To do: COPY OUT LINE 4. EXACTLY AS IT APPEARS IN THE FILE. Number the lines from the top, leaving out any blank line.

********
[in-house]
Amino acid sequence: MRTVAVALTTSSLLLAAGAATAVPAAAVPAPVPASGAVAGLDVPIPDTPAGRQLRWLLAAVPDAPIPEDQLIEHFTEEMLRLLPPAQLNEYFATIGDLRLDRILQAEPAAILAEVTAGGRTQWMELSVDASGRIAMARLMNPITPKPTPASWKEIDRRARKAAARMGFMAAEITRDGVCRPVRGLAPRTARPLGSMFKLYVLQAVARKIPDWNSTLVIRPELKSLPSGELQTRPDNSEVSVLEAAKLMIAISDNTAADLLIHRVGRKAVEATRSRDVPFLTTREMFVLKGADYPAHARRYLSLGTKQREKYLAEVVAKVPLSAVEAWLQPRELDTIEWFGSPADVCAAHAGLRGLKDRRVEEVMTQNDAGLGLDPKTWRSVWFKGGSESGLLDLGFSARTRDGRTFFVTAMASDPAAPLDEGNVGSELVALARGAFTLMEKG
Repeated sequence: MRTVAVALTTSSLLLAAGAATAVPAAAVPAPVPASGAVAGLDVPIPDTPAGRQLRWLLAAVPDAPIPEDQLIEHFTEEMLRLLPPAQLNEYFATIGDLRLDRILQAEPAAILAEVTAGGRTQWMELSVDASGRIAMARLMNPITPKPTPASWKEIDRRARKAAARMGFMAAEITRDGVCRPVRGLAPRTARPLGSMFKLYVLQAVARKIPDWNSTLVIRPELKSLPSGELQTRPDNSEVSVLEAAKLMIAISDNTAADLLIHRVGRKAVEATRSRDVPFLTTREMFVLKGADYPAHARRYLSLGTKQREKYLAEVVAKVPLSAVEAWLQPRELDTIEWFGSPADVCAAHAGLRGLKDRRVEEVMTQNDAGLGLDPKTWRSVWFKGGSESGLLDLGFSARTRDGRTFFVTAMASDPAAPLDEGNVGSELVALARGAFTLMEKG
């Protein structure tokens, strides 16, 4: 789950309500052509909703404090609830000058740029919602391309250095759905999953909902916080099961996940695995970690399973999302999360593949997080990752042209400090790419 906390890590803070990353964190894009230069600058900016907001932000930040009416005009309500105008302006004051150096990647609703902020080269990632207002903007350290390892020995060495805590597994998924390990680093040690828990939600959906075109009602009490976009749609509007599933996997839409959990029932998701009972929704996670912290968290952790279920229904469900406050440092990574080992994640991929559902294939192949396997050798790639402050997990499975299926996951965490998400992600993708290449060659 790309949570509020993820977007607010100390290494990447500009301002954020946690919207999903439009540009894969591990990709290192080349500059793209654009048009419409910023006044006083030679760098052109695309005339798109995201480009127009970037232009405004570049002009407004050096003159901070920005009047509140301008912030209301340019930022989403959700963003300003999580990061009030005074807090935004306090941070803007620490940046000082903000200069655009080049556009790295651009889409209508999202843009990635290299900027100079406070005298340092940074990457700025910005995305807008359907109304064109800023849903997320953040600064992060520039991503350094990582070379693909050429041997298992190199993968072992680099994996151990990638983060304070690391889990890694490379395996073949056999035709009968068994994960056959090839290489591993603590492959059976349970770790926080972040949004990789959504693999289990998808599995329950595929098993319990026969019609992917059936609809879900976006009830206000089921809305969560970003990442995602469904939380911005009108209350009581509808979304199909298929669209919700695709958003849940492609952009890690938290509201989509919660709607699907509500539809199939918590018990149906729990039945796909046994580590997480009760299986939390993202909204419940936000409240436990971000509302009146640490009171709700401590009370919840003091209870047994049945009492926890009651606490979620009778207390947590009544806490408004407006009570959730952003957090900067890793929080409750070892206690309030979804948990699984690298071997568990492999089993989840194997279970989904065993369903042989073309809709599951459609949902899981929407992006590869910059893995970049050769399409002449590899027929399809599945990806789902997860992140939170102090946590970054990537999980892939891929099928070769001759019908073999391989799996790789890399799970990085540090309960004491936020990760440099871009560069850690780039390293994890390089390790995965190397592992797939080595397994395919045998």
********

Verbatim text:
């Protein structure tokens, strides 16, 4: 789950309500052509909703404090609830000058740029919602391309250095759905999953909902916080099961996940695995970690399973999302999360593949997080990752042209400090790419 906390890590803070990353964190894009230069600058900016907001932000930040009416005009309500105008302006004051150096990647609703902020080269990632207002903007350290390892020995060495805590597994998924390990680093040690828990939600959906075109009602009490976009749609509007599933996997839409959990029932998701009972929704996670912290968290952790279920229904469900406050440092990574080992994640991929559902294939192949396997050798790639402050997990499975299926996951965490998400992600993708290449060659 790309949570509020993820977007607010100390290494990447500009301002954020946690919207999903439009540009894969591990990709290192080349500059793209654009048009419409910023006044006083030679760098052109695309005339798109995201480009127009970037232009405004570049002009407004050096003159901070920005009047509140301008912030209301340019930022989403959700963003300003999580990061009030005074807090935004306090941070803007620490940046000082903000200069655009080049556009790295651009889409209508999202843009990635290299900027100079406070005298340092940074990457700025910005995305807008359907109304064109800023849903997320953040600064992060520039991503350094990582070379693909050429041997298992190199993968072992680099994996151990990638983060304070690391889990890694490379395996073949056999035709009968068994994960056959090839290489591993603590492959059976349970770790926080972040949004990789959504693999289990998808599995329950595929098993319990026969019609992917059936609809879900976006009830206000089921809305969560970003990442995602469904939380911005009108209350009581509808979304199909298929669209919700695709958003849940492609952009890690938290509201989509919660709607699907509500539809199939918590018990149906729990039945796909046994580590997480009760299986939390993202909204419940936000409240436990971000509302009146640490009171709700401590009370919840003091209870047994049945009492926890009651606490979620009778207390947590009544806490408004407006009570959730952003957090900067890793929080409750070892206690309030979804948990699984690298071997568990492999089993989840194997279970989904065993369903042989073309809709599951459609949902899981929407992006590869910059893995970049050769399409002449590899027929399809599945990806789902997860992140939170102090946590970054990537999980892939891929099928070769001759019908073999391989799996790789890399799970990085540090309960004491936020990760440099871009560069850690780039390293994890390089390790995965190397592992797939080595397994395919045998």